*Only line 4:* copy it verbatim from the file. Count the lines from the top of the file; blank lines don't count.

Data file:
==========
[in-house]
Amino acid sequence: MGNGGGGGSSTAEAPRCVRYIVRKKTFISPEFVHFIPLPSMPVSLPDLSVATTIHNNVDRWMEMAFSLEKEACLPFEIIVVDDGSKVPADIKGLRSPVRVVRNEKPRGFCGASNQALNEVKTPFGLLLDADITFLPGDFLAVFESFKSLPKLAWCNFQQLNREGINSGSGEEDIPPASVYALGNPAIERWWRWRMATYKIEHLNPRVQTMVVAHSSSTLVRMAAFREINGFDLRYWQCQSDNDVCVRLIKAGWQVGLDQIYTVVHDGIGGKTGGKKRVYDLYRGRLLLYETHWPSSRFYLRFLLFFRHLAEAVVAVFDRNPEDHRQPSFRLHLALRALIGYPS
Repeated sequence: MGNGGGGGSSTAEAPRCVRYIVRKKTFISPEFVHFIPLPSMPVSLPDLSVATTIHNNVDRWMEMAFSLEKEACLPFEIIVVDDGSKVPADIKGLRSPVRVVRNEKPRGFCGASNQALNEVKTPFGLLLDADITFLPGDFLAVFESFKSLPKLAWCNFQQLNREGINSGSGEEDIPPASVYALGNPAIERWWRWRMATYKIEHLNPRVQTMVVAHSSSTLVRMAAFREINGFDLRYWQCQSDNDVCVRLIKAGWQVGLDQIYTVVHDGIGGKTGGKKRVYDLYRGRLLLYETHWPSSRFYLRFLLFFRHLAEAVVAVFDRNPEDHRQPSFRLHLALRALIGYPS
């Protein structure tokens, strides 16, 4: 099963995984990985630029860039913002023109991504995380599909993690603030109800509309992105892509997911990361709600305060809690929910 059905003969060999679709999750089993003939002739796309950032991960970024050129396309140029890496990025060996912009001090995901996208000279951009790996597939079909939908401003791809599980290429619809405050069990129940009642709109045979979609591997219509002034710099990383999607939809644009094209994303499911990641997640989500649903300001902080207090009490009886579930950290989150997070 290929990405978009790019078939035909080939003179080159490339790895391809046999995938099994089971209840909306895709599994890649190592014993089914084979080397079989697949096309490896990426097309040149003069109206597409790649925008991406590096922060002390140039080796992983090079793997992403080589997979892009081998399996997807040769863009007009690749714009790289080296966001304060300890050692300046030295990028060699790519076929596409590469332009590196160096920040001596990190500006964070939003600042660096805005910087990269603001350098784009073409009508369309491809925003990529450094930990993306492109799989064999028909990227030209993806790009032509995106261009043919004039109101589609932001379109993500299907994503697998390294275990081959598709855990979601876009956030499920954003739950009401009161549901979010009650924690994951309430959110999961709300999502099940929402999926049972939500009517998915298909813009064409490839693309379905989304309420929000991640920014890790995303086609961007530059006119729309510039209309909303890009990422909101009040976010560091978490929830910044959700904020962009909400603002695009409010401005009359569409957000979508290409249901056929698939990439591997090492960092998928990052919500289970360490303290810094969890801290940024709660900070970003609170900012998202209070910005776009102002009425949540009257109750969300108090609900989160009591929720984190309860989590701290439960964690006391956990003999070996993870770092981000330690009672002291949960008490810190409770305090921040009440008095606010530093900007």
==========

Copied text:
């Protein structure tokens, strides 16, 4: 099963995984990985630029860039913002023109991504995380599909993690603030109800509309992105892509997911990361709600305060809690929910 059905003969060999679709999750089993003939002739796309950032991960970024050129396309140029890496990025060996912009001090995901996208000279951009790996597939079909939908401003791809599980290429619809405050069990129940009642709109045979979609591997219509002034710099990383999607939809644009094209994303499911990641997640989500649903300001902080207090009490009886579930950290989150997070 290929990405978009790019078939035909080939003179080159490339790895391809046999995938099994089971209840909306895709599994890649190592014993089914084979080397079989697949096309490896990426097309040149003069109206597409790649925008991406590096922060002390140039080796992983090079793997992403080589997979892009081998399996997807040769863009007009690749714009790289080296966001304060300890050692300046030295990028060699790519076929596409590469332009590196160096920040001596990190500006964070939003600042660096805005910087990269603001350098784009073409009508369309491809925003990529450094930990993306492109799989064999028909990227030209993806790009032509995106261009043919004039109101589609932001379109993500299907994503697998390294275990081959598709855990979601876009956030499920954003739950009401009161549901979010009650924690994951309430959110999961709300999502099940929402999926049972939500009517998915298909813009064409490839693309379905989304309420929000991640920014890790995303086609961007530059006119729309510039209309909303890009990422909101009040976010560091978490929830910044959700904020962009909400603002695009409010401005009359569409957000979508290409249901056929698939990439591997090492960092998928990052919500289970360490303290810094969890801290940024709660900070970003609170900012998202209070910005776009102002009425949540009257109750969300108090609900989160009591929720984190309860989590701290439960964690006391956990003999070996993870770092981000330690009672002291949960008490810190409770305090921040009440008095606010530093900007």